The Ifugao Hudhud

Their rice terraces get all the attention, but the Ifugao have another ancient tradition recognized by Unesco. The epic oral chants collectively known as the hudhud are sung by the Ifugao around Kiangan to alleviate boredom while planting and harvesting the rice fields.

The hudhud records the history and traditions of the Kiangan Ifugao. It pays homage to the deeds of heroes and heroines both mortal and immortal, to battles won, to heads taken and to riches gained. The complete hudhud consists of more than 200 chants, each with its own chapters and storylines. Reciting just one chant can take up to four days. It is mainly women who commit these marathon chants to memory and sing them in the fields. The chants are also recited during funeral wakes.

It is believed the original chants date from the 15th century, although some scholars think they predate the rice terraces, which could make them more than 2000 years old. Legend has it that the legendary hero Pumbakhayon was one of the main authors of the hudhud. Bored with the same old monotonous chants, he appeared one day on a rock and belted out an entirely new collection of chants, which were duly recorded for posterity by two sharp-minded female admirers (you can visit the platformlike Rock of Pumbakhayon in the village of Kuto, near Kiangan). The hudhud of today probably bears little resemblance to its earliest incarnation. Like any oral chant, it has been modified over time by collective re-creation.

These precious chants are now in danger of dying out as younger Ifugao feel they have better things to do than undertake the Herculean task of committing weeks' worth of lyrics to memory. In an effort to preserve the hudhud\ a government-funded school of living traditions has been established in Kiangan to teach younger Ifugao the hudhud and other ancient tribal customs that are under threat from the modern world. Unesco named the hudhud a 'Masterpiece of the Oral and Intangible Heritage of Humanity' in 2001.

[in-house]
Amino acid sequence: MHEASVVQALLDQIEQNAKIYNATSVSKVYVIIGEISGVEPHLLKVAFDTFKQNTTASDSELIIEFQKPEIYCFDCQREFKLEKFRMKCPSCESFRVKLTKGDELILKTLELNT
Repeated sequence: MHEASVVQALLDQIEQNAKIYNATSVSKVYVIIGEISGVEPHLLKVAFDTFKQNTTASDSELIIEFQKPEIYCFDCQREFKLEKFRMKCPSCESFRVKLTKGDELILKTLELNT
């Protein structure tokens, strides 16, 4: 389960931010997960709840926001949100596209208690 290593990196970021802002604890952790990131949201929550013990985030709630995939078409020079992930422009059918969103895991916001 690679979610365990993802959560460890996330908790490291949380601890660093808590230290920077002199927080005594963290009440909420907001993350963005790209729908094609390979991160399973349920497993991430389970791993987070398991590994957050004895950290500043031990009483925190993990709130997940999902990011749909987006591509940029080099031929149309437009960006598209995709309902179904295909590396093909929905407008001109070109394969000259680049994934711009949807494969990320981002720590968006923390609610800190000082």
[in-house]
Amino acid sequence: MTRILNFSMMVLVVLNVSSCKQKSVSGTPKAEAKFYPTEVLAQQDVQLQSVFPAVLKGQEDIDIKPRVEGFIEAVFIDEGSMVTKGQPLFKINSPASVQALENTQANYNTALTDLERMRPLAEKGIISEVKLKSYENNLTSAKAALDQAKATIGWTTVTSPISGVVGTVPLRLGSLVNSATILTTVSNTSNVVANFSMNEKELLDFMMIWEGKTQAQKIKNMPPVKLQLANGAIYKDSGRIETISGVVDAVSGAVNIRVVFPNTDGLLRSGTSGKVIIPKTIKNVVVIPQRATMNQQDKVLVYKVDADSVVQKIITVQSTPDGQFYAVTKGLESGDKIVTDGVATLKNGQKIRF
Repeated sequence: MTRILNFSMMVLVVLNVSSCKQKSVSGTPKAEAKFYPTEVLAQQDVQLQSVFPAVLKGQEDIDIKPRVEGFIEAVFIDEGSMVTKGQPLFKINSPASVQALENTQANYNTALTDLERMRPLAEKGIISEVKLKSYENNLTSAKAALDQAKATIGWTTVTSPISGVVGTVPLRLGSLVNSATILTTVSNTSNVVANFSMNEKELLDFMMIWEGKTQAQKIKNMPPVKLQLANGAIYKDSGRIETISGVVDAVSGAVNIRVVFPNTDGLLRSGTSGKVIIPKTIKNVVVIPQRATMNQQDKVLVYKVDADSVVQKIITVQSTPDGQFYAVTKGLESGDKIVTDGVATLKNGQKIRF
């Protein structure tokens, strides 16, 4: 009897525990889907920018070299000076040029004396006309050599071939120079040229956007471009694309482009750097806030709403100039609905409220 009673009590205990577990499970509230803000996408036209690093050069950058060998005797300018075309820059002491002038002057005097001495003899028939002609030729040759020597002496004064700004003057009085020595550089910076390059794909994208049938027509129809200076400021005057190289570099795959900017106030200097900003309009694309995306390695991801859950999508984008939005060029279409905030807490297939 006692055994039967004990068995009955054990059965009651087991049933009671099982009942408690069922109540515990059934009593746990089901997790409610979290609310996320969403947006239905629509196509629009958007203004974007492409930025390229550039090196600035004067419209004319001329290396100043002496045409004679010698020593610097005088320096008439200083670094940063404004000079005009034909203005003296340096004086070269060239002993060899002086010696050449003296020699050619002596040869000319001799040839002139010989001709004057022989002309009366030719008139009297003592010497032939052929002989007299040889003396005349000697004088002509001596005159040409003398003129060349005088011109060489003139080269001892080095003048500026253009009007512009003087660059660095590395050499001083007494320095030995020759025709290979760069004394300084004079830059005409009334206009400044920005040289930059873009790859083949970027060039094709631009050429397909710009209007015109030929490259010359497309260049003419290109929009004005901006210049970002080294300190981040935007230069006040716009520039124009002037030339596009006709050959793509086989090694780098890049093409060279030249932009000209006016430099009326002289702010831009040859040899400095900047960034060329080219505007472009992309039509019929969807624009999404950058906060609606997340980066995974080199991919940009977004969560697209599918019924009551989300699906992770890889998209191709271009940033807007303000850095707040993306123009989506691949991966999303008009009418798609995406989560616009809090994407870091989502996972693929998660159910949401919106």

Across the lawn from the shrine is the Ifugao Museum ( h 8.30am-noon & 1-5pm), which houses a small collection of Ifugao artefacts. Ambuwaya Lake, 3km east of town, is a good spot for a swim.

The Unesco World Heritage Nagacadan terraces and Julungan terraces are about 10km west of town, accessible by tricycle. You can hike up into the Nagacadan terraces and then descend to Maggok village (three hours). For longer hikes, talk to tourism council head Remi Allaga at the Kiangan Municipal Hall.

Pangaggawan Cave is a three-hour hike from Kiangan; there are other caves in the vicinity. From town a classic vertical Igorot trail leads IV2 hours up Mt Kapugan, from where there are exceptional views of the surrounding terraces.

On 1 May, Gotad Ad Kiangan Festival cele brates Ifugao performing arts with traditional forms of singing, dancing and chanting.

The Kiangan Youth Hostel (%0910 324 3296; dm/d P150/300) has passable rooms.

Autobus has a bus departing Kiangan for Manila at 6pm (P450, nine hours); the bus from Manila leaves at 9.30pm. You can also take a jeepney to Solano (P60, two hours) and flag down a bus to Manila there. KMS

has a bus to Baguio departing at 5.30pm (P350, nine hours).

Getting to Banaue involves taking a jeepney to Lagawe (P25, 30 minutes, hourly), then another to Banaue (P25, 30 minutes, every 30 minutes).

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